Responding to a post on a sailing forum recently, I had a chance to sum up my thoughts, such as they are, on the question of what spares, tools and strategies to bring on passage, by which I mean oceanic sailing beyond easy or timely reach of mechanics, service depots, parts vendors or English-speakers.
What to bring to keep the diesel engine in good order? I would encourage the following ideas: Six months before you go on passage install a new starter and a new alternator. Seal the old, working ones in bags with dessicant and store in a dry place. Six months with a new alt and starter should reveal any issues, like whether you need to upgrade your belt to something of better quality or heftier construction. As for the old, if working, bits, I am a big fan of the "drop in/bolt on" solution: Even in my Lake Ontario Viking 33, I preferred to swap out the water pump entirely than to try to remove an impeller with the aid of dental mirrors and contortion. It is far simpler to carry an entire spare and gasket, ready to go , than to try to do some jobs at sea. This is just my opinion and rule of thumb, however; were I a diesel mechanic, I might have a different viewpoint.
If your diesel is old and has been run seldom, consider a "prophylactic overhaul" whereby the cranks, rods and journals are inspected, the bores observed for scoring, and so on. Boat diesels can and do die from underuse, not overuse, usually...something common on Lake Ontario where the time spent "winterized" greatly exceeds runtimes during the sailing months.
Replace (or have replaced) anything that looks off-spec, and sail away secure knowing that the odds of throwing a rod, etc. are very much lessened. This is also an opportunity to service engine mounts, paint the bilges and to derust and paint the engine a light colour that will show oil leaks.
Impellers can and do fail. Bring several. Consider switching your raw water pump cover to "Speedseal" or something similar that will allow you to avoid bending into a pretzel during a gale. Consider also a high-temperature alarm and a low-oil pressure alarm to warn you if you aren't in the habit of staring at the gauges. I am, and I keep an hourly log of my readings. You might not have an hour, however, if either the cooling or the oil failed.
Bring engine zincs, another "consumable" that can be hard to source.
Bring at least enough hose for a complete replacement, and bring enough hose clamps (aka "jubilee clips") for two complete replacements.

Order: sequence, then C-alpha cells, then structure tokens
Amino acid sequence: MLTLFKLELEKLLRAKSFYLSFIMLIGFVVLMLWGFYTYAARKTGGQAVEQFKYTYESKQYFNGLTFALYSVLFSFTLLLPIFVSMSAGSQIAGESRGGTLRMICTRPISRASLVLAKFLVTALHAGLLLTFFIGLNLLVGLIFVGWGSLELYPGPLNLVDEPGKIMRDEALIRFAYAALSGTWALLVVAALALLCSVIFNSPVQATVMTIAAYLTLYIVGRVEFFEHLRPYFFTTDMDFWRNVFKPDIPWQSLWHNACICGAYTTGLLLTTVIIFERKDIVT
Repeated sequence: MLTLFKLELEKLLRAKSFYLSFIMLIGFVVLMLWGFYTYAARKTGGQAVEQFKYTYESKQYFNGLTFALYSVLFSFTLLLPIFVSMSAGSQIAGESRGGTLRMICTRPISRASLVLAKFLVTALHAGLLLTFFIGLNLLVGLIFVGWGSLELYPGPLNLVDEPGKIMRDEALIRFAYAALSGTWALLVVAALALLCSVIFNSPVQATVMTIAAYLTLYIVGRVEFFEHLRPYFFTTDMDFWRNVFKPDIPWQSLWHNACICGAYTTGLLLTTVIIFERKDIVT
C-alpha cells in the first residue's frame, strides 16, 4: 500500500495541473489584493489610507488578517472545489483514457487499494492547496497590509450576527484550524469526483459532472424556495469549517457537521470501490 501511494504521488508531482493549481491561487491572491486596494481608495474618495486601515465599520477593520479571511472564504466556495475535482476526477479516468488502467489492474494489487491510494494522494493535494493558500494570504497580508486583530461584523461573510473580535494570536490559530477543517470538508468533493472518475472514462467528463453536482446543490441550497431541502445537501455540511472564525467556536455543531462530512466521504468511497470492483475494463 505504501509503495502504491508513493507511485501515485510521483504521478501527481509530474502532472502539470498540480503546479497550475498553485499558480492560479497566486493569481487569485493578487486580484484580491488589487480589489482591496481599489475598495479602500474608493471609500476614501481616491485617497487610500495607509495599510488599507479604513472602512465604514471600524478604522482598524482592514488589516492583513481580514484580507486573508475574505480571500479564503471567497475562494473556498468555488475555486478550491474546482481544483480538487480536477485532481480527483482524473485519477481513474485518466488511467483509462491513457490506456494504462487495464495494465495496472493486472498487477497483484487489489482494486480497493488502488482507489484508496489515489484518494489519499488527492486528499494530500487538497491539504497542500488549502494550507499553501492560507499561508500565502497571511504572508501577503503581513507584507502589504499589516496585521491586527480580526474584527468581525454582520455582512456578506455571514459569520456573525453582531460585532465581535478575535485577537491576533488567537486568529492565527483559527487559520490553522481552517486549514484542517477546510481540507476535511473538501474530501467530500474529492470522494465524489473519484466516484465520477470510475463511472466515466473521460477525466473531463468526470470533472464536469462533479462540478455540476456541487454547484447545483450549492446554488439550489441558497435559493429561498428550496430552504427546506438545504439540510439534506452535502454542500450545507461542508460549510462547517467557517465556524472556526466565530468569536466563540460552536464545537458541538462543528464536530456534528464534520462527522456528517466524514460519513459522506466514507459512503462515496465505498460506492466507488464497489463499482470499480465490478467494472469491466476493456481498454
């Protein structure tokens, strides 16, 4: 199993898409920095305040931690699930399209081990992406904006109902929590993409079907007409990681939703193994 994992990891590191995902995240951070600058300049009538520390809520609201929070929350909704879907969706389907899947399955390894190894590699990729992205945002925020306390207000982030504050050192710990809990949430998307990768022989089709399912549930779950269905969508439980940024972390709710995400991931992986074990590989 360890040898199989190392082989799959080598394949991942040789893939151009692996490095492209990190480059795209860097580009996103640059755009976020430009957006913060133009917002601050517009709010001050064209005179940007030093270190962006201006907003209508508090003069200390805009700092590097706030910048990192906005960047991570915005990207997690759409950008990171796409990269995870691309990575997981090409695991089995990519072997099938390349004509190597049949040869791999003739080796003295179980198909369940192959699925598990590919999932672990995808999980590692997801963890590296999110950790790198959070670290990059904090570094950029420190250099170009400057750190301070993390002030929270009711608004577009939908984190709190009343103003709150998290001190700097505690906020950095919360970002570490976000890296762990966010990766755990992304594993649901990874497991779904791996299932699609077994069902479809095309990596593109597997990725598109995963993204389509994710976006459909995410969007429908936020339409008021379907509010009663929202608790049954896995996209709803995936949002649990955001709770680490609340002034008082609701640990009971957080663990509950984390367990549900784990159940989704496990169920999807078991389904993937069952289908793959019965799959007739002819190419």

Consider a beefed-up fuel filtering system, as in one with its own pump to pressurize the fuel side without the engine running or one which can polish fuel BEFORE it goes to the daytank.Invest in a Baja-type filter for your deck fill to get dodgy particulates out before it reaches your tanks.
Consider a daytank, perhaps gravity fed. Rig your fuel and return lines so that the daytank contains x litres of "certified clean" fuel, even if your main tanks are filled with dirty goo.
Consider rerouting the fuel and water vent lines away from the topsides/under the gunnels to higher and drier in the boat. The first three causes of diesel death are water in the fuel, from what I've gleamed. Hence, its primacy over some other concerns, like "bring spare injectors". Sure, bring one, but injectors are not a job I would handle myself...aligning them and calibrating them strikes me as a specialist job.
Consider getting rid of the spring-loaded plunger in the exhaust loop and simply run an open hose high into the cockpit or someplace where the occasional spurt of water will PROVE the pump is working and which cannot fail, sucking water back into the manifold.
Bring spare gaskets, gasket goo and gasket paper of different thicknesses. Frequently, a gasket will fail slowly, leading to a weeping pump and partial loss of pressure. To you, it looks like your diesel's running 10 degrees hotter. Look in your bilge and/or keep oil pads beneath your sump. The location of water or oil will tell you where to look for problems.
Figure if there is any method that will start your diesel with zero battery volts. Practise this method, if applicable, a few times.
Go over the entire engine in situ and figure out how you would remove parts for a regasketing, say, when the engine was cold, hot or when you were in heavy weather. Picture the tools you would need and the steps it would take to do these things. Type up the procedure and put them in laminated pages in your maintenance log. You will find a reason to buy fairly esoteric tools, like right-angle screwdrivers, crow's foot wrenches or socket ends and other single-use, frustration relieving devices.
Start a maintenance log!
Get a single-volume book, like Calder's Mechanical and Electrical, that covers basic to intermediate maintenance of diesels and electrical topics.
Take a basic diesel course. Read and bring this book:
Do all these things, particularly the bits about keeping your fuel free from dirt and water, and you will avoid 90% of the common dead diesel issues. I'm newer to this aspect of cruising than I would prefer to be, but these are my strong impressions having already had to solve a few problems to my satisfaction.